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Sarah Kendzior is a St. Louis-based commentator who writes about politics, the economy and media

On March 16, six days after protesters disrupted a St. Louis rally and led to Donald Trump cancelling his event in Chicago, Trump supporter Scottie Nell Hughes went on CNN to give her assessment:

"Riots aren't necessarily a bad thing," she told Wolf Blitzer, noting that they represented "the voice of the people." Mr. Trump later echoed her comments – deflecting, as usual, to the purported will of his fans – by noting his supporters would riot if he did not become the nominee: "I wouldn't lead it, but I think bad things would happen."

Mr. Trump's seeming encouragement of riots, along with inflammatory remarks like offering to pay the legal fees of fans who attack demonstrators, had led some to condemn anti-Trump protesters as playing into the GOP front-runner's hands. "Black Lives Matter protesters may help elect Donald Trump president," argued James Robbins in USA Today. Other pundits stated that demonstrations were a waste of time and energy, a botched election strategy that only gives Mr. Trump fodder to demonize his opponents.

What those who condemn anti-Trump protests miss is that the protests are about more than Donald Trump. They are not about electoral strategy, but everyday survival. They reflect concerns and grievances from those who are already suffering under local officials whose practices mirror Mr. Trump's proposed policies: aggressive police who persecute black citizens, xenophobes who cry for Latino workers to leave the U.S., bigots who see every Muslim as a potential terrorist.

It is not a coincidence that the first major Trump disruptions were in St. Louis and Chicago, cities that have been in near constant protest for two years against sanctioned acts of local brutality.

At the St. Louis rally, which I attended, the faces were familiar. They were the same protesters who took to the streets in Ferguson: a diverse array of activists – black, Muslim, Latino, white – who saw in Mr. Trump a familiar threat elevated to a national level. They protested not only against Mr. Trump, but for each other – to proclaim that his hateful rhetoric would not be tolerated and that citizens would protect each other were he to come to power. Theirs was not an act of aggression, but a declaration of defence.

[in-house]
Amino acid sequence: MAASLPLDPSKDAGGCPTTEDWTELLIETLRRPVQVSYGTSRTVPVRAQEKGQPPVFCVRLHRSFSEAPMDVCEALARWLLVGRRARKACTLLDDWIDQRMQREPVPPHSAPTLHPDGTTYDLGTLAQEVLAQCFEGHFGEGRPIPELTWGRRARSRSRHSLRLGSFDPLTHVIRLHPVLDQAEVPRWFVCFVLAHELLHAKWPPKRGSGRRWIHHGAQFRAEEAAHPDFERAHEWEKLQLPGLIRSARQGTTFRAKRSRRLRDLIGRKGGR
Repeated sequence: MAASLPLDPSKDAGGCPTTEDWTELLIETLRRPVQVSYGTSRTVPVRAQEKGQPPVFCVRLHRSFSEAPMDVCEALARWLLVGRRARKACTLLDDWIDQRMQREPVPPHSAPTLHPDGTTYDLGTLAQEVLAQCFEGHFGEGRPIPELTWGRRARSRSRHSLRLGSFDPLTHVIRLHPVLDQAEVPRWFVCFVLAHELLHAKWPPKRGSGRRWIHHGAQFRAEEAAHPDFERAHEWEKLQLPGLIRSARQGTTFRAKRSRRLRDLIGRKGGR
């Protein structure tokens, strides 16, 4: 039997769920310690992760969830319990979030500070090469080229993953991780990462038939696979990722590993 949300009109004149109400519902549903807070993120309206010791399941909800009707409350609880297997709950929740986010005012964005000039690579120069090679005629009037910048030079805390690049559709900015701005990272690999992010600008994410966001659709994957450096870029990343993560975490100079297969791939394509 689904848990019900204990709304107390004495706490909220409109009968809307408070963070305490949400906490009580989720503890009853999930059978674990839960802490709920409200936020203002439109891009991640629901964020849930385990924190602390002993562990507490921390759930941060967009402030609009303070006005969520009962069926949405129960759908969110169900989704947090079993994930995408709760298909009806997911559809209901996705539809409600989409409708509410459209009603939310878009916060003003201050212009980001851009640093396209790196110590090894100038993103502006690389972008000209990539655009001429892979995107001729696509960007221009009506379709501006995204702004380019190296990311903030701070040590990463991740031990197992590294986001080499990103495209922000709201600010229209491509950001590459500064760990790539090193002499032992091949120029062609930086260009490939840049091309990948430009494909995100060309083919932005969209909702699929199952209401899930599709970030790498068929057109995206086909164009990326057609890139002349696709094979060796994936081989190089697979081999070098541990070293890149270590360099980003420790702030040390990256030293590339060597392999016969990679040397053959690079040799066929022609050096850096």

Chicago's activists were similarly motivated by local injustices. As they protested Mr. Trump, they also promoted the "Bye Anita" movement, which convinced voters to remove State Attorney Anita Alvarez, who had a track record of tolerating police brutality, from office. No Trump protest takes place in a vacuum. While Mr. Trump has capitalized on racial strife and panic over foreign-born Americans, those he demonized have shown up at rallies to stand up for themselves – and for their neighbours, to let them know they are not alone.

At the St. Louis Trump rally, I witnessed fist fights and beat-downs, with the gathering yielding more arrests than anywhere in the country. A bloodied St. Louis protester made the cover of the New York Daily News. It felt like when I covered Ferguson, only Ferguson was a battle between protesters and police, with aggressive racists largely staying home. Here, they came out in the open to support Trump.

The scene was primed for battle. And it is in the media depiction of this battle – not the moral necessity of the battle itself – that there is cause for protesters to be wary.

Mr. Trump's racist rhetoric has been big business for the financially decimated news media, boosting revenue to new heights. "The money's rolling in and this is fun," said CBS News chief Les Moonves. "Bring it on, Donald. Keep going."

The 2014 Ferguson protests drew similarly large ratings for cable news, which profited off imagery of violence. Coverage was constructed to make a few isolated blocks look like a wider war zone, while discussion of social issues was lost in sensationalized shots of tear gas and flames. Violent protests at Trump rallies combine the two phenomena, potentially giving networks a ratings bonanza: televised race war.

Anyone who witnessed the Ferguson protests in person saw the discrepancy between reality and TV: the daily shock and sorrow, as mourning locals dodged rapacious reporters, and the rare nights of protester violence, signified by a burnt-down convenience store that stood as a symbol for the riots, - that, by the way, weren't actually riots, but large-scale protests dramatically suppressed by militarized police. The complexity of the Ferguson narrative was cut into an endlessly looping shot of a street on fire.

The broader narrative of protest – that Mr. Trump is but a symptom of a chronic disease – cannot fit in a narrow news lens. When a demagogue threatens persecuted minorities, it is imperative to fight back. But it is also imperative that protesters take pains to protect their own narrative, and not allow their bodies and words to become fodder for ratings-hungry purveyors of riot porn.

For months, Mr. Trump has had cable news playing by his rules. That does not mean anyone else needs to follow them.

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